Ethiopia is the oldest independent country in Africa and one of the oldest in the world tracing back to the Aksumite Kingdom of first century BC.   Christianity came to the land at least by the 4th century; however it was also subject to Muslim conquest and influence.  It has had emperors, chieftains and kings.  Italy sought to invade Ethiopia in the 1890s but was unable to defeat the Ethiopians.  In 1935 Italy invaded again and overthrew the government and the king of Italy was made emperor of Ethiopia until 1941 when the Italians were defeated and Haile Selassie regained his throne.  In 1962 they annexed Eritrea and civil war followed (see above Eritrea).   In 1973 a famine began that would claim about 200,000 lives.  In 1974 Gen. Benti lead a coup to take control, Selassie was likely killed in 1975 and Benti was killed in 1977 and Col. Mariam assumed control.  From 1977 to 1979 thousands were killed during Mengistu’ Marxist reign of ‘Red Terror.’  After civil war and border wars and another famine where thousands more died and tens of thousands resettled, Mengistu was elected president in 1987.   In 1991 the People’s Revolutionary Democratic Front (EPRDF) captured the city Addis Ababa and Mengistu fled the country.   Border clashes continued for years and thousands more fled.  In 2005, a Human Rights Watch group reported ‘widespread murder, rape and torture’ against the Anuak people.   Following corrupt elections in 2005, about 80 journalists and opposition leaders were charged with treason and genocide.   In 2006 the government was accused by the UN of selling weapons to Somalian Islamic extremists; also former dictator Mengistu was convicted of genocide and sentenced to death.  In 2009 a coup attempt was put down.  In 2011 after a severe drought millions received UN/international aid.  In 2012 certain government officials were accused of forcing thousands off their land for foreign corporate deals.  In 2013 EPRDF candidate Teshome won the presidency.   In 2016 tens of thousands were starving due to food shortages and began anti-government demonstrations.    World Bank loans helped create 100,000; yet protest continued and the country had over a 15% economic decline in two years.  About that time, Mohammed Hussein Al Amoudi, 2nd richest Saudi / richest Ethiopian (born to a parent from each nation) brought President Teshome a $26 million jet.   Al Amoudi has gold mining interest in Ethiopian, as well as gains government construction contracts and oil refinery contracts.    There is much corruption and poverty in Ethiopia.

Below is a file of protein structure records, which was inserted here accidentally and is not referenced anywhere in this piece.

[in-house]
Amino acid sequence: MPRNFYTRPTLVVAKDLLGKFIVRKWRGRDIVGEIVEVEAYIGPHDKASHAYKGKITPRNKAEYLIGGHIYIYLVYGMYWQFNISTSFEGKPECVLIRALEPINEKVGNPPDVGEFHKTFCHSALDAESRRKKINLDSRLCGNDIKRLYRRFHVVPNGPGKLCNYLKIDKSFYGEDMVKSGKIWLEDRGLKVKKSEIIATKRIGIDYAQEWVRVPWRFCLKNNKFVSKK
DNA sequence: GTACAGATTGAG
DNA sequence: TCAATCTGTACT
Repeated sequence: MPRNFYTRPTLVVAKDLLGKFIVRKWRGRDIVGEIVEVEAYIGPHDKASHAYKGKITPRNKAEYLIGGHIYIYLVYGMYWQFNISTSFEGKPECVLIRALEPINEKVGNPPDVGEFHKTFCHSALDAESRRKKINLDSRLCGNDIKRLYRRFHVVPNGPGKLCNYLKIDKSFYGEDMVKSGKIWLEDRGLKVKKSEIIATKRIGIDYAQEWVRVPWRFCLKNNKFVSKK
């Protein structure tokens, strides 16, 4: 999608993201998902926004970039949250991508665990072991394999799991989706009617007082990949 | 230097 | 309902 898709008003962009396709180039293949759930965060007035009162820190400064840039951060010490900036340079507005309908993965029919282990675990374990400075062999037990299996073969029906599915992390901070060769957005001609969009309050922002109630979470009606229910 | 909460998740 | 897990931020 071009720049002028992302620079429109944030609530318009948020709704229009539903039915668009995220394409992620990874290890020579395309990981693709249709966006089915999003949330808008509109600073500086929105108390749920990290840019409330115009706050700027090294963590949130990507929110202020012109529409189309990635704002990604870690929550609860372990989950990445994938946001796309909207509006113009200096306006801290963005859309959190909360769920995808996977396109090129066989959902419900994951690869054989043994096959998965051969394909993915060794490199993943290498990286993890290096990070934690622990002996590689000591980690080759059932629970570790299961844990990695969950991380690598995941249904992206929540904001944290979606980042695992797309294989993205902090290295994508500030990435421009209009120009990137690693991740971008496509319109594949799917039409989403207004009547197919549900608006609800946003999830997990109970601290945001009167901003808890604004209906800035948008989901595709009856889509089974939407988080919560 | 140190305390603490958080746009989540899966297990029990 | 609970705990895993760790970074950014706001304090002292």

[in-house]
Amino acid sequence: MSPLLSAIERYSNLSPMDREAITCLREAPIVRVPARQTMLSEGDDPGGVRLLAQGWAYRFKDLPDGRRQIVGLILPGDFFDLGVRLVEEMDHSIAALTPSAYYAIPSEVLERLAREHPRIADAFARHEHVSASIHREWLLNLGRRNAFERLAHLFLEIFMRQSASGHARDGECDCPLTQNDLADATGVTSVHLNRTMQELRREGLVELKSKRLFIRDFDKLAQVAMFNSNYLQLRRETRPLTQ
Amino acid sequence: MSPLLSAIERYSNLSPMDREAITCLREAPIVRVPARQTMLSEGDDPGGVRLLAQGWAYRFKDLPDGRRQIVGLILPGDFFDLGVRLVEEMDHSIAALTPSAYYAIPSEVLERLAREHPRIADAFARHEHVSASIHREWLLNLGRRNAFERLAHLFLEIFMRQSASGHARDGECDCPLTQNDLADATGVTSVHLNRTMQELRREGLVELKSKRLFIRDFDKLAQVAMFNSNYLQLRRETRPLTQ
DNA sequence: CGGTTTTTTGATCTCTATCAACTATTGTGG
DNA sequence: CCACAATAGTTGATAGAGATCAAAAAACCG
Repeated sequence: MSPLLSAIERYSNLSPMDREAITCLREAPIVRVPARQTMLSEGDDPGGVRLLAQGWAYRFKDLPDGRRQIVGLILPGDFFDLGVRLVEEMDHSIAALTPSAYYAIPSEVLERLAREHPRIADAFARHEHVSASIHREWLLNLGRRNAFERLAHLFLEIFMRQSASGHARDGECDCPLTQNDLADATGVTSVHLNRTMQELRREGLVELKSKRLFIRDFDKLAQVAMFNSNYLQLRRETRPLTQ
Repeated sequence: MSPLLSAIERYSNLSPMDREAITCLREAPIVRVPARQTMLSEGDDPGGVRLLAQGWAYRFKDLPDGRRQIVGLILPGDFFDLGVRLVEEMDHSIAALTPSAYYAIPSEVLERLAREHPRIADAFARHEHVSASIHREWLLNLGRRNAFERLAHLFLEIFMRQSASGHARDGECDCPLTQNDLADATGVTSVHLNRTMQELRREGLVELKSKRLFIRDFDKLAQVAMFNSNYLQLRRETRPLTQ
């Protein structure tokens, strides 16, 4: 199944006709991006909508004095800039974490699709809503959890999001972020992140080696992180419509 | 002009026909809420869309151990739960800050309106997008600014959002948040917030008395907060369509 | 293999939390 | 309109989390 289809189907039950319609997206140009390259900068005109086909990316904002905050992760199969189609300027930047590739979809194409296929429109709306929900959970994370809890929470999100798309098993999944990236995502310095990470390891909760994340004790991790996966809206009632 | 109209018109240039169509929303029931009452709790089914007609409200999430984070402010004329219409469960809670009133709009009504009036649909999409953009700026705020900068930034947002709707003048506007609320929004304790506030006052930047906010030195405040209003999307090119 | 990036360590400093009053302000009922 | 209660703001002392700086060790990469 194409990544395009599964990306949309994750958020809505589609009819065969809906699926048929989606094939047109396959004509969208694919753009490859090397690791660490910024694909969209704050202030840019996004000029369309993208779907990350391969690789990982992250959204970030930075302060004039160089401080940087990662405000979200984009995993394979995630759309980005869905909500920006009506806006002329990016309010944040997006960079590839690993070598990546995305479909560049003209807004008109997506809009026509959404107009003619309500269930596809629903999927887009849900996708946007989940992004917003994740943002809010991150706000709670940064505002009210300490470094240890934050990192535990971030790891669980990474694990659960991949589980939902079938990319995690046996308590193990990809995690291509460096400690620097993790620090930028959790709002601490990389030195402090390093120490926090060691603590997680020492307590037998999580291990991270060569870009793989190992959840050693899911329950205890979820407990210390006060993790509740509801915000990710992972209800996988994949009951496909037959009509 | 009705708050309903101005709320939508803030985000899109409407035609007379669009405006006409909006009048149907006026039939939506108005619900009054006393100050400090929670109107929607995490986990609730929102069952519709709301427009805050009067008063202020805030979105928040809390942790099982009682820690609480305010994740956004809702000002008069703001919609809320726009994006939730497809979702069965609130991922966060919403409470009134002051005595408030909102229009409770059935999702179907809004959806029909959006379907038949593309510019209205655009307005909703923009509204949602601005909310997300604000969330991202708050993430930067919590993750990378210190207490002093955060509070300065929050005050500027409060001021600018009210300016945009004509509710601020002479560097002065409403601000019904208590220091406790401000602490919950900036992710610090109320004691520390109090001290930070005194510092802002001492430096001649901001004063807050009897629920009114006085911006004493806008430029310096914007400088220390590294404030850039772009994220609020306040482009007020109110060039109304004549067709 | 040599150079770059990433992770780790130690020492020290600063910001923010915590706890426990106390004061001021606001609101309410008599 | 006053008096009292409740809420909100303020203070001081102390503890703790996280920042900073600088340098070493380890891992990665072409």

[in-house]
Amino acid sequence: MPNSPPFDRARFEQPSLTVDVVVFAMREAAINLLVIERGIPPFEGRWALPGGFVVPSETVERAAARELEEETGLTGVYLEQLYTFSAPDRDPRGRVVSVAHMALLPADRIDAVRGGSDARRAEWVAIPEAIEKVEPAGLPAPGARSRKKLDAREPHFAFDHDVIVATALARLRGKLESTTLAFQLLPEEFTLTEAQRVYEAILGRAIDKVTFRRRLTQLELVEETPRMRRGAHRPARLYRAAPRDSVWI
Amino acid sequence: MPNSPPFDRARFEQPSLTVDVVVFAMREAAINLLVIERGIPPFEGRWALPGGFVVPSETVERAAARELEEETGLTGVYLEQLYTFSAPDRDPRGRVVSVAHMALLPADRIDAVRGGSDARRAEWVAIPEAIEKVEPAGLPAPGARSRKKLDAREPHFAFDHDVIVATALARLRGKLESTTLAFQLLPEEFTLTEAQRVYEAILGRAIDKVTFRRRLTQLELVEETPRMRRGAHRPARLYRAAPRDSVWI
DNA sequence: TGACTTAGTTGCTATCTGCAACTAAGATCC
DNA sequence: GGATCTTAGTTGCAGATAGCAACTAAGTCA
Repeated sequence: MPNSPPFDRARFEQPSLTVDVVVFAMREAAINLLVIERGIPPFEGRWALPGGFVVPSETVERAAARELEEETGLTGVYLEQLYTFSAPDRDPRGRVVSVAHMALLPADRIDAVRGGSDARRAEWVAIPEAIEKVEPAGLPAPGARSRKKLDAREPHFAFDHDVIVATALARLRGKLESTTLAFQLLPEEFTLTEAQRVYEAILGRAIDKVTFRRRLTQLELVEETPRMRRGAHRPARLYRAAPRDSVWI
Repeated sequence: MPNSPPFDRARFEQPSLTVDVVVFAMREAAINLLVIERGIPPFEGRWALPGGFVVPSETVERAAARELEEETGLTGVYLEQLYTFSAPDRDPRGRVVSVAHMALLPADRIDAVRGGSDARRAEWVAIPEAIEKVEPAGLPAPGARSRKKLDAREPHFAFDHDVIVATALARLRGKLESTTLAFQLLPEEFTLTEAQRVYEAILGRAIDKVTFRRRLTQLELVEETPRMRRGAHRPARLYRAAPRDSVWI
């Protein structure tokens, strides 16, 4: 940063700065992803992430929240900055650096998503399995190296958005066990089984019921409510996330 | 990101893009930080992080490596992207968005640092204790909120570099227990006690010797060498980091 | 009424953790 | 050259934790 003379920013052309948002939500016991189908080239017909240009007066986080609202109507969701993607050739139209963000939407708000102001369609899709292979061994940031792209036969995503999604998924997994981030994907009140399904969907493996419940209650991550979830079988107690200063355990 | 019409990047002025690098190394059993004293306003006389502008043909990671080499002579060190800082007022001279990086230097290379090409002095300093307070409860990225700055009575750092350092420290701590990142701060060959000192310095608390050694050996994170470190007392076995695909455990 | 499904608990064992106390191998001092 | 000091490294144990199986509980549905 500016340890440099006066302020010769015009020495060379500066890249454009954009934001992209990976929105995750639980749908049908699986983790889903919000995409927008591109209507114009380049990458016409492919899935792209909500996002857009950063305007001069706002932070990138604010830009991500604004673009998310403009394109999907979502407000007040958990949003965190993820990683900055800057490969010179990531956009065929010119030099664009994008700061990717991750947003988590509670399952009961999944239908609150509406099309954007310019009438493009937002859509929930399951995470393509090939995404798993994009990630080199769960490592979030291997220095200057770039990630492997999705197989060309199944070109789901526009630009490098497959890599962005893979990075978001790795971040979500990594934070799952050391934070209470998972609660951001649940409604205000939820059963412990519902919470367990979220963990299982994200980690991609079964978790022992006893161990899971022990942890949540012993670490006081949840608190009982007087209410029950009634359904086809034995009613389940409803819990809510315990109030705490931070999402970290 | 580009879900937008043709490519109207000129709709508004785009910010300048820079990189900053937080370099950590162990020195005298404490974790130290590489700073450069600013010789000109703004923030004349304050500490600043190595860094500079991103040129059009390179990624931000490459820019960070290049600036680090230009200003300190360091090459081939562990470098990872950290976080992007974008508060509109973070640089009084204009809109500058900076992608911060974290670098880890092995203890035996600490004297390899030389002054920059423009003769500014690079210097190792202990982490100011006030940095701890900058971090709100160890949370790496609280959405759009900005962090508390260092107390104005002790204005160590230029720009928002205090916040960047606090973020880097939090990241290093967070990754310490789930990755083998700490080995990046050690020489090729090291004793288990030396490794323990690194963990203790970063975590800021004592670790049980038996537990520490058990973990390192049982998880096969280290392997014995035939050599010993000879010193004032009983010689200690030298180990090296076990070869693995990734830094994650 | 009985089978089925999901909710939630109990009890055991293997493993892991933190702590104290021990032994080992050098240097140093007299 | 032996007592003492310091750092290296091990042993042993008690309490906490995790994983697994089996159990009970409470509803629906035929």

Finland Sauli Niinisto N/A 5.5m/.074%/.2% 80.1k
Scandinavia was not heavily populated before the 6th century.  By the 8th century chiefdoms were becoming regional kingdoms.  In the 10th century the Danes and Norwegians had their own kingdoms and the Swedes were also establishing themselves.  The Danes had accepted Christianity, but the other kingdoms were still pagan.  By 1016, Scandinavia was the centre of an empire which included parts of Denmark and England.  In the 1100s Swedish crusades to the Finn land resulted in converting them to Christianity.  In the 14th century Finland was under Swedish rule.  In 1808 the Russians invade Sweden, with the support of Napoleon.  The next year Finland was ceded to Russia.  In 1917 during the Russian Revolution, Finland declared its independence.   In 1918 a civil war claimed about 30,000 deaths.  In 1919 after WWI, Kaarlo Stahlberg became their first president.  In 1939 when WWII started Finland was neutral, yet Russia invaded them.  In 1940, the Treaty of Moscow gave the Soviet Union 10% of Finnish territory.  In 1941, Germany attacked Russia and Finland sought to retake their land.  Britain help Russia repel the Finns and in 1944 after Germany was weakened the Russians invaded Finland again and took more territory.   Also the Finns had to pay USSR millions in ‘reparations.’  In 1955 Finland joined the UN and in 1989 the Soviets recognized their neutrality.  In 1995 Finland joined the EU and in 2000 elected Tarja Halonen, their first female president.  In 2010 Finland was the first nation to make broadband internet a civil right.  After Tarja served 2 terms, Sauli was elected the 12th president of Finland in 2012.  The Christian president survived the 2004 Indian Ocean earthquake and Thailand tsunami with his son by climbing a utility pole.   Finland is a very prosperous and peaceful nation.
France Francois Hollande 2m 67m/.9%/3.6% 147k